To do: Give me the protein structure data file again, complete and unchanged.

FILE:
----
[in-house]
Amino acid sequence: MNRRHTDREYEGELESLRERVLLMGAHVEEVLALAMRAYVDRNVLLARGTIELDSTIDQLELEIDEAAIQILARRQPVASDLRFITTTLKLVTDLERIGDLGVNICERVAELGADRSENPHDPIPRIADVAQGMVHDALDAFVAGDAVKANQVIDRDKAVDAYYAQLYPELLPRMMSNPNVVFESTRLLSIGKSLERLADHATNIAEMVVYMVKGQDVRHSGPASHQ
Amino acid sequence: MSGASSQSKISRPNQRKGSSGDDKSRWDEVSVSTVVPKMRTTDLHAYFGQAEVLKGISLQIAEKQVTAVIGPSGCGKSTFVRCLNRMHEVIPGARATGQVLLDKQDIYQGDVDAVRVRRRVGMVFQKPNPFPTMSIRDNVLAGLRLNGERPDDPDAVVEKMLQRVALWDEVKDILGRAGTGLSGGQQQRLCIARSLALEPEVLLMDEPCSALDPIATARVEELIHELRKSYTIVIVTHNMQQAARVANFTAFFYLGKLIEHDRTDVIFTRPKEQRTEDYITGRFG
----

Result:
[in-house]
Amino acid sequence: MNRRHTDREYEGELESLRERVLLMGAHVEEVLALAMRAYVDRNVLLARGTIELDSTIDQLELEIDEAAIQILARRQPVASDLRFITTTLKLVTDLERIGDLGVNICERVAELGADRSENPHDPIPRIADVAQGMVHDALDAFVAGDAVKANQVIDRDKAVDAYYAQLYPELLPRMMSNPNVVFESTRLLSIGKSLERLADHATNIAEMVVYMVKGQDVRHSGPASHQ
Amino acid sequence: MSGASSQSKISRPNQRKGSSGDDKSRWDEVSVSTVVPKMRTTDLHAYFGQAEVLKGISLQIAEKQVTAVIGPSGCGKSTFVRCLNRMHEVIPGARATGQVLLDKQDIYQGDVDAVRVRRRVGMVFQKPNPFPTMSIRDNVLAGLRLNGERPDDPDAVVEKMLQRVALWDEVKDILGRAGTGLSGGQQQRLCIARSLALEPEVLLMDEPCSALDPIATARVEELIHELRKSYTIVIVTHNMQQAARVANFTAFFYLGKLIEHDRTDVIFTRPKEQRTEDYITGRFG